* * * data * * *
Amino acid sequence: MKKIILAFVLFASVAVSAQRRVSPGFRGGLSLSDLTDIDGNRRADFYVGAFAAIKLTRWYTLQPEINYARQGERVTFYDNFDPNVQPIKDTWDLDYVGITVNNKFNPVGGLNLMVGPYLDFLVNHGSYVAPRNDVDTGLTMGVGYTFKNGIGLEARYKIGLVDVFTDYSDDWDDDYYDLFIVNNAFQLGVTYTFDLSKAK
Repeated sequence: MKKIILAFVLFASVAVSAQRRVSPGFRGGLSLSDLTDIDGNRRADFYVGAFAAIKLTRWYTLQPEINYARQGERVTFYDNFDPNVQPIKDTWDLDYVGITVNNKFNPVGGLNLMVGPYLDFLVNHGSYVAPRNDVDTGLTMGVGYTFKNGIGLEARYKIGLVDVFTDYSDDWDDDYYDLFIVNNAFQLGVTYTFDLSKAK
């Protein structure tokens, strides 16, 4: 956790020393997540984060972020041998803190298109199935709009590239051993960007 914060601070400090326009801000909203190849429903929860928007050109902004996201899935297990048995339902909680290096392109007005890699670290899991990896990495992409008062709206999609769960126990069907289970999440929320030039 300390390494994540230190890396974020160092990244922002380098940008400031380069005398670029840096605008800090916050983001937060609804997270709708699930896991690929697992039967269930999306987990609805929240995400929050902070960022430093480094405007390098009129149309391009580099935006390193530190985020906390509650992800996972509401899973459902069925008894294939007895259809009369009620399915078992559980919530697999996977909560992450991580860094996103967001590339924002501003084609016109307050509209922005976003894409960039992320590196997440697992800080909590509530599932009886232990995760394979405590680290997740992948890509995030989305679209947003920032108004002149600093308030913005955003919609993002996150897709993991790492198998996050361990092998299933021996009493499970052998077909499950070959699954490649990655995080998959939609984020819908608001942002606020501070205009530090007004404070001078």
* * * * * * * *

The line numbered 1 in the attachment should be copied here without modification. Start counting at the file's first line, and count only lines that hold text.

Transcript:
Amino acid sequence: MKKIILAFVLFASVAVSAQRRVSPGFRGGLSLSDLTDIDGNRRADFYVGAFAAIKLTRWYTLQPEINYARQGERVTFYDNFDPNVQPIKDTWDLDYVGITVNNKFNPVGGLNLMVGPYLDFLVNHGSYVAPRNDVDTGLTMGVGYTFKNGIGLEARYKIGLVDVFTDYSDDWDDDYYDLFIVNNAFQLGVTYTFDLSKAK